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From Pedro Giffuni <...@apache.org>
Subject Re: Nominate release blocker: 118999 - Leap year not correctly calculated
Date Sat, 03 Mar 2012 19:00:10 GMT
On 03/03/12 13:25, Rob Weir wrote:
> On Sat, Mar 3, 2012 at 12:19 PM, Pedro Giffuni<pfg@apache.org>  wrote:
>> On 03/03/12 10:12, Rob Weir wrote:
>>> On Sat, Mar 3, 2012 at 9:21 AM, Pedro Giffuni<pfg@apache.org>    wrote:
>>>> Hello;
>>>>
>>>> --- Sab 3/3/12, Andrea Pescetti<pescetti@apache.org>    ha scritto:
>>>>
>>>>> Issue 118999 is about a bug in an
>>>>> integrated CWS, that fails to understand 29/2/2000
>>>>> correctly:
>>>>> https://issues.apache.org/ooo/show_bug.cgi?id=118999
>>>>>
>>>>> It is a regression with respect to OOo 3.3.0 and has a
>>>>> trivial fix, posted by Pedro (thanks!).
>>>>>
>>>>> The fix should definitely be integrated in 3.4.
>>>>>
>>>> Looking at this issue:
>>>>
>>>> https://issues.apache.org/ooo/show_bug.cgi?id=25987
>>>>
>>>> I got to the conclusion that this is a long standing
>>>> bug that has been mutating for some time.
>>>>
>>>> I think that the fix is safe and I would have just
>>>> gone ahead and committed it if we weren't so near a
>>>> release. Of course I have been breaking the build
>>>> more than once lately so I am sure some self-discipline
>>>> from my side during these days is appreciated ;-).
>>>>
>>>> In any case, I don't think this is technically a
>>>> release blocker but I think we could just apply it.
>>>>
>>> Are we sue that fixing this bug doesn't bring in another bug?  I'd
>>> worry that there is other code compensating for this bug and that
>>> fixing in one place introduces a new bug.   Are we wiling to retest
>>> all date-related calculations, including financial functions, date
>>> arithmetic, etc.,
>>
>> I think you are lacking an understanding of the issue.
>> We are replacing a wrong formula with a correct one and by
>> sheer "luck" the previous formula only produced bad results
>> for 1 day every 400 years. I don't think any financial function,
>> etc, depends on the leap year calculation but even then
>> I doubt it has the consecuences you are trying to imply.
>>
> I am not lacking understanding of this issue, Pedro.   I wrote the
> portion of the ODF 1.2 standard that deals with the interaction of
> leap year calculations and spreadsheet financial calculations.   It is
> not just an issue of calculations done on "1 day every 400 years".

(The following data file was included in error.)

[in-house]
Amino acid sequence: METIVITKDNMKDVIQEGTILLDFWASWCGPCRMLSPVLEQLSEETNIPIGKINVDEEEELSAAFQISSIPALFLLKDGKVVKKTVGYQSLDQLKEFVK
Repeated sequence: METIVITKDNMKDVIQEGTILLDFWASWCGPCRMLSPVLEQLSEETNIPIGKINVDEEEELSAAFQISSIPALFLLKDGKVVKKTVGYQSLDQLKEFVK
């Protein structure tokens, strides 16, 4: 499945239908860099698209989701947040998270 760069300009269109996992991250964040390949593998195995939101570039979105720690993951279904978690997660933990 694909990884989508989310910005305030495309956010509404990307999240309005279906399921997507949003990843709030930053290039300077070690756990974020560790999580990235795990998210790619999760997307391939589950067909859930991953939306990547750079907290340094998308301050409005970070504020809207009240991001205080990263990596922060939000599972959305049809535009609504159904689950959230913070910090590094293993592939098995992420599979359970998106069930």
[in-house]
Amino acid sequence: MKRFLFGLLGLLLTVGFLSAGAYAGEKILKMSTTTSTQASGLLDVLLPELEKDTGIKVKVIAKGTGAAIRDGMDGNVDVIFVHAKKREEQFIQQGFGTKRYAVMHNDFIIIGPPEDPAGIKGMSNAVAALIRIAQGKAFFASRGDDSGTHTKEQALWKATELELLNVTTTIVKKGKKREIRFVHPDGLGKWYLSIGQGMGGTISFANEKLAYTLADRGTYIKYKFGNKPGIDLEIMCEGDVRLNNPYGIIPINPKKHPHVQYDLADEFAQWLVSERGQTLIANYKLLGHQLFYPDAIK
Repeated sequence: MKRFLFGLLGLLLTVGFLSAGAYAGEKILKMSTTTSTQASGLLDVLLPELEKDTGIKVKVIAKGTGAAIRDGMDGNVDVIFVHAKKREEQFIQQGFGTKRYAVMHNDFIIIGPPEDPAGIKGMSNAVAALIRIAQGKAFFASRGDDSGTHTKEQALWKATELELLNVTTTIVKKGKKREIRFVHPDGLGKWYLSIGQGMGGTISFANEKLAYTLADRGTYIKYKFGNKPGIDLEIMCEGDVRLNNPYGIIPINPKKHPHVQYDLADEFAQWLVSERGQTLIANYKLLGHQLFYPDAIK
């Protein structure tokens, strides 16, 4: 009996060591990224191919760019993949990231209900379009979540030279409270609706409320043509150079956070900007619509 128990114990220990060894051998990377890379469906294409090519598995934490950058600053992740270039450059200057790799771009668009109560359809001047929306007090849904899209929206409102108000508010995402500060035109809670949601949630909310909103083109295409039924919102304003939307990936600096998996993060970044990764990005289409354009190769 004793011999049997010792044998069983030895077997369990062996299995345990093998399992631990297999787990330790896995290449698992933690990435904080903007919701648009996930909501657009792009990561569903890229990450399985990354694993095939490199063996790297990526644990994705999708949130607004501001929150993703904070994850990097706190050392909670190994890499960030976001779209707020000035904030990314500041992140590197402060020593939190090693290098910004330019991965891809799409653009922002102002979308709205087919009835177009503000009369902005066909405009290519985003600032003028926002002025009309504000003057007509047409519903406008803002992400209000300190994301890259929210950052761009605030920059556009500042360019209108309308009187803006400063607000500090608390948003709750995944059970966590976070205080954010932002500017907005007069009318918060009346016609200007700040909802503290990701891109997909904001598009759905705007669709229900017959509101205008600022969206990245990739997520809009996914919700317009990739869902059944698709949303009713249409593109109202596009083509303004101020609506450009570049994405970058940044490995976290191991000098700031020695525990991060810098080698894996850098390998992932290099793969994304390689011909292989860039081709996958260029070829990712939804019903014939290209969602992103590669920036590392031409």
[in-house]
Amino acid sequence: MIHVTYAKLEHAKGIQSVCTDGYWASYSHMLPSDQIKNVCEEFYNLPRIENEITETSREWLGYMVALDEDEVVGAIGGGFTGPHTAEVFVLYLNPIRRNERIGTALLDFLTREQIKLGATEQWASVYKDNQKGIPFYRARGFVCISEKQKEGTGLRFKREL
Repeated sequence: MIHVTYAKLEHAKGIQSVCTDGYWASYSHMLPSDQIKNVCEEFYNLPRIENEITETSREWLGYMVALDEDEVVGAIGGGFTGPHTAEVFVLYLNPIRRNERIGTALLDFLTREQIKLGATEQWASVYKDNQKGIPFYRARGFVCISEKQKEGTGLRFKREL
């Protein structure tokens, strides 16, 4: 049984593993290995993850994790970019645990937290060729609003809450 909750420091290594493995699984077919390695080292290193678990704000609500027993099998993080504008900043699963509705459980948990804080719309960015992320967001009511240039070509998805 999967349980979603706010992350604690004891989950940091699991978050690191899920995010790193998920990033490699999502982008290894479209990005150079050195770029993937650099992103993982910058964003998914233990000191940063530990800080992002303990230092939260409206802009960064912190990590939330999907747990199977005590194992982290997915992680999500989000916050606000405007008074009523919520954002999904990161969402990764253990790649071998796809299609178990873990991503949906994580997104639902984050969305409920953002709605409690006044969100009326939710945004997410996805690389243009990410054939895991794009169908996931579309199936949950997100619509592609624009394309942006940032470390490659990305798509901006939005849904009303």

> There are issues with date ranges that include such dates as well.
> With mortages of of 30 years, bonds of 40 or more years, etc., we
> cannot so easily dismiss this issue as trivial.  There are many
> current financial calculations that will have date ranges that include
> February 2000.

Most rates are given are either monthly or yearly basis so leap year
adjustments are not made (at least not in the formulas I learned
from school). and in the rare case that you need a day by day
discrimination, the result will be extremely difficult to verify:
assuming you generated your data with Excel you have 1 date
out of range but still you have the correct value in your operations
because you still have the correct number of days.

What I mean here is that it may have some remote implications but
it would really surprise me if such error was ever adjusted for.

>>> I'd be far more confident if we had a test document that did a
>>> comprehensive test of date calculations, including leap year
>>> calculations.
>>
>> I personally think that's a waste of time just for this function,
>> but yes, in general it would be nice to have a regression test
>> suite for all these functions.
>>
> I've given several presentations on this topic.  I'll ask you to consider this:
>
> What do you call an economist whose calculations are wrong by 10%?
> Answer:  A genius.
>
> What do you call an accountant whose calculations are wrong by $10?
> Answer:  A thief.

Indeed I think I've heard that joke before among accountants.

I have a huge respect for the, usually undervalued, work
accountants do and while they generally use specialized software
for their work, this bug is a good reason to advise them to avoid
OpenOffice.

> This is not a waste of time.  Although the error may be only 1 in 400,
> from the user's perspective any error at all in financial calculations
> is intolerable.  It comes down to trust in the calculations.

I am not saying it's a complete waste of time, but it is a waste of
*my* time so under all circumstances feel free to do it. I am not
under any hurry to commit the patch, this can wait for 4.0 but
there *is* a bug.

Pedro.

>> Such tests are much more useful when someone unbiased,
>> (like someone different from the one that fixed it) does it.
>> So please just go ahead: the BZ report includes an important
>> date for your tests.
>>
>> Pedro.
>>


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